Ausgabe 31/2008

Obama's Whirlwind Tour The Triumph of the Anti-Bush

A crowd of 200,000 in Berlin and an enthusiastic welcome in Jerusalem and Paris: Barack Obama's whirlwind tour of the Middle East and Europe has fascinated the crowds and impressed politicians. Will it be enough to overcome doubts about his foreign policy expertise?

By Erich Follath

Presumptive US Democratic presidential candidate Barack Obama in Berlin.

Presumptive US Democratic presidential candidate Barack Obama in Berlin.

On the one hand, there were the American media pros working for the US presidential candidate, constantly searching for the best shots to use back home. They left nothing to chance, right down to the tiniest carefully choreographed details. "Message control" was the buzzword as they implemented "the plan" -- Barack Obama for president. John, does camera three have the Brandenburg Gate with him in the foreground? Jack, how can we best get the crowd into the picture with him, should he wave to the left or to the right? Linda, why do so few people in the front rows have Obama balloons?

On the other hand, there was the man himself. From the very second he walked onto the stage with an athletic bounce in his step, waved, smiled, it was obvious here was a man who so obviously knows where he stands and is so confident in his message. This doesn't look like just another political product that needs to be sold -- at most just someone who needs to be coached in the details. Here comes a natural talent with the charisma of John F. Kennedy, the kind of man who only comes along once in a generation. And when he stood up to speak, it immediately became clear why it may be one thing when wannabe crowd-pleasers like Hubertus Heil, secretary general of Germany's center-left Social Democratic Party (SPD), shout "Yes, we can" -- but it is another story altogether when Obama does it himself.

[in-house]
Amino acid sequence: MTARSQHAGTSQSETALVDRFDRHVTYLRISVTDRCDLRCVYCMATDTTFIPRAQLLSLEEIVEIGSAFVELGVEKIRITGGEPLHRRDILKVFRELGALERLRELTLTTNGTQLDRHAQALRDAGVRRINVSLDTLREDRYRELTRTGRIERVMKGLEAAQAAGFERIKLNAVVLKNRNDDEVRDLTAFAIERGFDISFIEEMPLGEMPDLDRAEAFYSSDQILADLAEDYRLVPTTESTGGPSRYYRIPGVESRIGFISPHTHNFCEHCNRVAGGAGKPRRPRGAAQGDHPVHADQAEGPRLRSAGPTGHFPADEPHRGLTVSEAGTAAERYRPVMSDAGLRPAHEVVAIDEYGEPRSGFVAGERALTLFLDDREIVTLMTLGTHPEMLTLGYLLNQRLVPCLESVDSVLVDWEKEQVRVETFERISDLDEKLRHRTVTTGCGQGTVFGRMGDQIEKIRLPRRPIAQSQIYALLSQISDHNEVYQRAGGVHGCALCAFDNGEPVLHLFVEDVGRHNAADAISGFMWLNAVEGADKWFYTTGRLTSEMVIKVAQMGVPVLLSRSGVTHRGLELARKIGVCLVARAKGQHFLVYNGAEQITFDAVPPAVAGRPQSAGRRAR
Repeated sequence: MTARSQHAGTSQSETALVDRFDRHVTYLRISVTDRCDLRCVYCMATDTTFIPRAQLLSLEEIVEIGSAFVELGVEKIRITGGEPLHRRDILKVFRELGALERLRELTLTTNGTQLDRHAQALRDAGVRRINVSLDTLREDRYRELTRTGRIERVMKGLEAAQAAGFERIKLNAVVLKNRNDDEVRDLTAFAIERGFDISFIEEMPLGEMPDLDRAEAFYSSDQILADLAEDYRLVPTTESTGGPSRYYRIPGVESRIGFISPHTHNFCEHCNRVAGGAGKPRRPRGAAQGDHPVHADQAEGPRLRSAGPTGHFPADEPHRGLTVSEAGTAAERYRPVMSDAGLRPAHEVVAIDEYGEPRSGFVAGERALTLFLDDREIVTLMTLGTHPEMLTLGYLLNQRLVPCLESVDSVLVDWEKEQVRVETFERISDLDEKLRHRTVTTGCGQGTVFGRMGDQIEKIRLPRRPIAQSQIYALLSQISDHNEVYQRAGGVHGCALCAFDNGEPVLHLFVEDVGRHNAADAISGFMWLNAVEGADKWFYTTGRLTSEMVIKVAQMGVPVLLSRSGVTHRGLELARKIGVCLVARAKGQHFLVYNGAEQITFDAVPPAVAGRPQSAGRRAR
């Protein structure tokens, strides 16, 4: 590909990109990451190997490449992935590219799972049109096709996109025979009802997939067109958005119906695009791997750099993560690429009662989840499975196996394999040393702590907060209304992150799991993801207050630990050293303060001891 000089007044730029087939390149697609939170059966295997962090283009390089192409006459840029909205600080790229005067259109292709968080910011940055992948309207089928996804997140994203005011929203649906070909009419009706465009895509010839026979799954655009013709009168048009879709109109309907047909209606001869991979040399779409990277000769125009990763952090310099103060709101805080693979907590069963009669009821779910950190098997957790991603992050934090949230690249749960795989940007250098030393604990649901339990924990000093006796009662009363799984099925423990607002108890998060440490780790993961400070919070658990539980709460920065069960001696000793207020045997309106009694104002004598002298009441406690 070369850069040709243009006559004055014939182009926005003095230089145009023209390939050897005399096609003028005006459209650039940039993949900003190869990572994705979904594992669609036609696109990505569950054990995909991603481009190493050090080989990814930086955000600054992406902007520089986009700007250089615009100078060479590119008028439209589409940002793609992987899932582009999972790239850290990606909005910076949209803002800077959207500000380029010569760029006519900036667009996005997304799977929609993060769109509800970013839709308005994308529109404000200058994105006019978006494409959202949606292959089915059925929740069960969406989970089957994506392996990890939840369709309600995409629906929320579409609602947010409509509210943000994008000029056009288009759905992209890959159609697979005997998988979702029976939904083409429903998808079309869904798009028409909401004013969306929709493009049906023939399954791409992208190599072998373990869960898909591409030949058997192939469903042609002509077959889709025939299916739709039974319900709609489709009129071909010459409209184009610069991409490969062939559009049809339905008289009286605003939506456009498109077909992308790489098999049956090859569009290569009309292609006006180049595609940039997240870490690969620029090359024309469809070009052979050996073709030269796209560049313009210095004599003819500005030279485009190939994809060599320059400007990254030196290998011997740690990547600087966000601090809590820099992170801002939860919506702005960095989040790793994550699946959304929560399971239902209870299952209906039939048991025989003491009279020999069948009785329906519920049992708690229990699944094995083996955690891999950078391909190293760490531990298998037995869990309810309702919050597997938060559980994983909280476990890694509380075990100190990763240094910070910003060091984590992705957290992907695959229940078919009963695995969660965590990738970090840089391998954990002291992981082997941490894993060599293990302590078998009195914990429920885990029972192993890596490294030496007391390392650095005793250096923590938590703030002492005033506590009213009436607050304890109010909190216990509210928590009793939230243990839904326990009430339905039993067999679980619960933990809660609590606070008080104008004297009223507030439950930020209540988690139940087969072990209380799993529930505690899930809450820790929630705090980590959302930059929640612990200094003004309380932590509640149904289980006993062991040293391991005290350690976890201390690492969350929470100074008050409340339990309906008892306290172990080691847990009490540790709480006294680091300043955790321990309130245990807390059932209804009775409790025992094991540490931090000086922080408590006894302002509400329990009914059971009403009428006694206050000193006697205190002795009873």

He gave an almost poetic speech, a tour de force through global politics, but without many specifics, in which he invoked what has fallen by the wayside during the Bush years without even referring to George W.: the partnership with Europe, cooperation on climate protection, phasing out nuclear weapons. On the topic of Afghanistan, he called on the Germans to play a more active role. He didn't utter a single negative word abroad about his own government, about the lies that were used to justify the Iraq war, about the ongoing revelations of torture by the CIA, or the fact that 74 percent of Americans feel that their country is on the wrong path. On this very special Thursday evening at Berlin's Victory Column, a crowd of 200,000 was fascinated by Obama, cheering this man who presents himself as a citizen of the world, and who they hope will become the next US president.